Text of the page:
Exercises - Blaming - What Can I Do?
[From Marsha since blaming is so instantaneous and rampant, I decided to compile the many ideas throughout the teachings that give us something to work with when we find ourselves hypnotized by it. Much of these ideas are from “Love” School Talk #1.]
- 1. We can "remember to mind our own business".
- 2. We can see that we're using "cause/effect", and change that into looking for the four forces--initiative, resistance, form and result".
- 3. We can realize that we don't know if “what is” is "bad" or "good" because we don't know the outcome of it 2 weeks, 2 months, 2 years or 20 years from now.
Perhaps this exercise will help us to let it go. When we can “let it go” the mind can get quiet. When the mind is quiet what happens? Ah, that is the experiment. Sometimes we can be inspired to an action—an action which harms no one. Sometimes the situation however small or large is transformed-- X transforms the “what is” into something useful. It is also useful for us to just observe--observe the big picture, so to speak. Watch for the form and the result of being awake. This helps to develop faith—being able to make up the mind singly.
- 4. See that nothing and nobody is to blame. Everyone is doing the only thing they could at the moment of doing—including self. See “Agape”.
- 5. We can do the exercise in “Agape” from Tape #17 in “Basics” which suggests thinking of what the person we’re blaming is using as a justification for their behavior which can increase understanding.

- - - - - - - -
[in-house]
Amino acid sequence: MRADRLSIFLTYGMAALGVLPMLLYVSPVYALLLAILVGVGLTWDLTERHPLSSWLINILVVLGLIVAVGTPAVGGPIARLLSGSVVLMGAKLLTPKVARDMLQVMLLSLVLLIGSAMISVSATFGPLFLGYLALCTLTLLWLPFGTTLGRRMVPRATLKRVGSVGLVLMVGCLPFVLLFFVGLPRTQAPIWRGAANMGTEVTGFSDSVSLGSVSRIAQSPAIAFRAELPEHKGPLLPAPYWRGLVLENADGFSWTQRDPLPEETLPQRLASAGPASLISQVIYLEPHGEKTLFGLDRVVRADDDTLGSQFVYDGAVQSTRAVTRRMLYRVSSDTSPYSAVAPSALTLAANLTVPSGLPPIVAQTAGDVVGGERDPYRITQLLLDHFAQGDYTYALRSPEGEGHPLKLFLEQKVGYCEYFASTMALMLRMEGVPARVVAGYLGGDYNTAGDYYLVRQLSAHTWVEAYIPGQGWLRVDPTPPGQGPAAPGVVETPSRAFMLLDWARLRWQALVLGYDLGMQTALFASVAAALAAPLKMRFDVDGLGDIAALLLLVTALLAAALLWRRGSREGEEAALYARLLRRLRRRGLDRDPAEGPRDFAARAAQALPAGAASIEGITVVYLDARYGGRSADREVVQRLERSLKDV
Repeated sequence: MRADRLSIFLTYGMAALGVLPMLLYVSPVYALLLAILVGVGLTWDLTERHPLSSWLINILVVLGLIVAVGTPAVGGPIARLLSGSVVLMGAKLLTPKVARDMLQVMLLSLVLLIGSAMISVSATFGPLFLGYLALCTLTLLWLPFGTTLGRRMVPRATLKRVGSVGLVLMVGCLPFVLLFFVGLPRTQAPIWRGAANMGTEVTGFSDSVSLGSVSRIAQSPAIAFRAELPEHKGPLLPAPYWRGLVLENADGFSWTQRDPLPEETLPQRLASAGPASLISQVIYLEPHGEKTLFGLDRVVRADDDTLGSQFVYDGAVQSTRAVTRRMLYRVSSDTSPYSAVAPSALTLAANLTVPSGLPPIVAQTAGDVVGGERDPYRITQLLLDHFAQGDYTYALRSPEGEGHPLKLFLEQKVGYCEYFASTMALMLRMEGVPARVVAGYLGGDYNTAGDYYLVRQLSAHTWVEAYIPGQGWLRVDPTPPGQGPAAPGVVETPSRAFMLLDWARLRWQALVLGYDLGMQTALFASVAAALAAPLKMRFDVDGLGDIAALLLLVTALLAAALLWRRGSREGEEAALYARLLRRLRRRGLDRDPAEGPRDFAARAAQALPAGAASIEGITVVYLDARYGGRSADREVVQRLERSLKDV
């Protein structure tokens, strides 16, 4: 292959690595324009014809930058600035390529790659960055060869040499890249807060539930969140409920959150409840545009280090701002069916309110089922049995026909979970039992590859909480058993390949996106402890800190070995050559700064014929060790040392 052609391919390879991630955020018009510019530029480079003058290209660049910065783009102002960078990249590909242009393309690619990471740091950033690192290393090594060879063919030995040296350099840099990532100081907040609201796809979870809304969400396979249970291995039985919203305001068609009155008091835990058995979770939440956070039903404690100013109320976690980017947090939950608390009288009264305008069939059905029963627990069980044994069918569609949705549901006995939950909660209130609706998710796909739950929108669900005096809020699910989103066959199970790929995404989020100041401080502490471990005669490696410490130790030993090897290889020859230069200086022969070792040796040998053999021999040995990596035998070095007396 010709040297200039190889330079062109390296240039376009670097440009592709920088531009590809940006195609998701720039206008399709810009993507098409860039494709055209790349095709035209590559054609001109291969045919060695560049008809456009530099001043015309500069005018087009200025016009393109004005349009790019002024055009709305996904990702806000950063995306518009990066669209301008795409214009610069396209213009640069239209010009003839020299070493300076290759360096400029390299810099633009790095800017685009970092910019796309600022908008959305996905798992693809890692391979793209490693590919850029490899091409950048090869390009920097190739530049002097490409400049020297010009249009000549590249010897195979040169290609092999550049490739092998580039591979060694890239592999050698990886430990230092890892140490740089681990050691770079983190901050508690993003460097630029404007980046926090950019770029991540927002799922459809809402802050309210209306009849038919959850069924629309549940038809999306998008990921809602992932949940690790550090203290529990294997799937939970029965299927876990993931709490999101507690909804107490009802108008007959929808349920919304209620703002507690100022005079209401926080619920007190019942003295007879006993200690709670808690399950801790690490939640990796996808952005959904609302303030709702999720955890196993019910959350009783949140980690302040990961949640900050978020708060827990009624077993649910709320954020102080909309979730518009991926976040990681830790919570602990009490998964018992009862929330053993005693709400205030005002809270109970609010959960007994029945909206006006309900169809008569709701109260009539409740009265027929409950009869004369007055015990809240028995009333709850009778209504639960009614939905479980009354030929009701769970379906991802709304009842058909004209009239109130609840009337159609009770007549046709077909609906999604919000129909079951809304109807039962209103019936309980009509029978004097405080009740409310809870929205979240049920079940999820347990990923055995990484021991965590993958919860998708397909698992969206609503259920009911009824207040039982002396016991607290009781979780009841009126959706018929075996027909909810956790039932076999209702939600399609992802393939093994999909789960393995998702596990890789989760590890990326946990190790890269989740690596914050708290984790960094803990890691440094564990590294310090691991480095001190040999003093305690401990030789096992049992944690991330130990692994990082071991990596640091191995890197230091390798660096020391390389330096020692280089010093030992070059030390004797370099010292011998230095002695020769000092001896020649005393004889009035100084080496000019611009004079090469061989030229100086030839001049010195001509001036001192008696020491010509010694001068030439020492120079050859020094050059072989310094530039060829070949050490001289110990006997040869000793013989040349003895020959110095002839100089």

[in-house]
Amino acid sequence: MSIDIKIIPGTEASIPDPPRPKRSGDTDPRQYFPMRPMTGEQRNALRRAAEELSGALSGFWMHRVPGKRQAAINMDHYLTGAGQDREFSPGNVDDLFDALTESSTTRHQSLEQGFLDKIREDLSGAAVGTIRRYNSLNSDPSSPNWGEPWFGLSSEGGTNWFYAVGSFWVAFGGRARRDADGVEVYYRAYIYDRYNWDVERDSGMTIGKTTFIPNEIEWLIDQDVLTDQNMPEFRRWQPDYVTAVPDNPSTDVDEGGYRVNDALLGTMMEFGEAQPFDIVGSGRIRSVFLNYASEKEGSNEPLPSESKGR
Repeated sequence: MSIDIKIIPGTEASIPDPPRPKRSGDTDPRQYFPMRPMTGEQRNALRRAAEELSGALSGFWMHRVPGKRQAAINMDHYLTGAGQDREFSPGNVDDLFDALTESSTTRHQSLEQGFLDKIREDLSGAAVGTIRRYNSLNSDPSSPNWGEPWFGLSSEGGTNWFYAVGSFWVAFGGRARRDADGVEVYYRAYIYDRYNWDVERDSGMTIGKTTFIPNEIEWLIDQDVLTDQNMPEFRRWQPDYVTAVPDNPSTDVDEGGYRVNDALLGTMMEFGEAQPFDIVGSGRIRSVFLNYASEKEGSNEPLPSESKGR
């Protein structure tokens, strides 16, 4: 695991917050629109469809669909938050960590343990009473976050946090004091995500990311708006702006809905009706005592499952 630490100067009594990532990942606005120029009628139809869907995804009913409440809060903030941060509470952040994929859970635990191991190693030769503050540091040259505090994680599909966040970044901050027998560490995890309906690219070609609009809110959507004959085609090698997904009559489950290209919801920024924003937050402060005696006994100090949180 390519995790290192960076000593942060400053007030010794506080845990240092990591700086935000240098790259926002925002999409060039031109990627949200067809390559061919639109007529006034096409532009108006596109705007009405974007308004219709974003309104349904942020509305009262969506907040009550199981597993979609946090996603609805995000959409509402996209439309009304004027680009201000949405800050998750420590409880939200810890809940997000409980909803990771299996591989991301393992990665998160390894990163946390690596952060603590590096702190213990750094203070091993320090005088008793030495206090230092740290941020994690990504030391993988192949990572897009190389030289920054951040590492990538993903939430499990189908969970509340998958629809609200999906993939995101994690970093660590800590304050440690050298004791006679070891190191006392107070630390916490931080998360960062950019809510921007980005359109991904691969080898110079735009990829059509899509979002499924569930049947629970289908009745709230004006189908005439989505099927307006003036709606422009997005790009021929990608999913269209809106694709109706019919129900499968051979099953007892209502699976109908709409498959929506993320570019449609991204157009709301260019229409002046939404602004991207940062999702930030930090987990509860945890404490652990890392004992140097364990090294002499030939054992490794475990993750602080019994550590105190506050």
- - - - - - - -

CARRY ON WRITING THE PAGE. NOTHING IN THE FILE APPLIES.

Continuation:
The search engine at the bottom finds “Agape” mentioned in many sections.
- 6. Blaming is a bar against doing anything about anything.
In conclusion (Tape #45 in “Basics” on conclusions)
So we can see each moment is new and different. If we can see that person is always new and different, we cease to come to conclusions that everything will always be the same—same then, same now. We cease to conclude things. When we come to a conclusion, it is the ending of experiencing moment by moment--ending of really being awake or alive. You see, one is only awake when one is experiencing this moment.
This is what we have started with - it is for I, the awareness, to arise from among the conclusions of the ways of self-improvement and from the conclusion as to the purpose of living, and to be observing the self without condemning it or justifying it; possibly observing that when one is doing this, one has discovered an entirely new life - a life that is very rich, very varied and completely different every moment.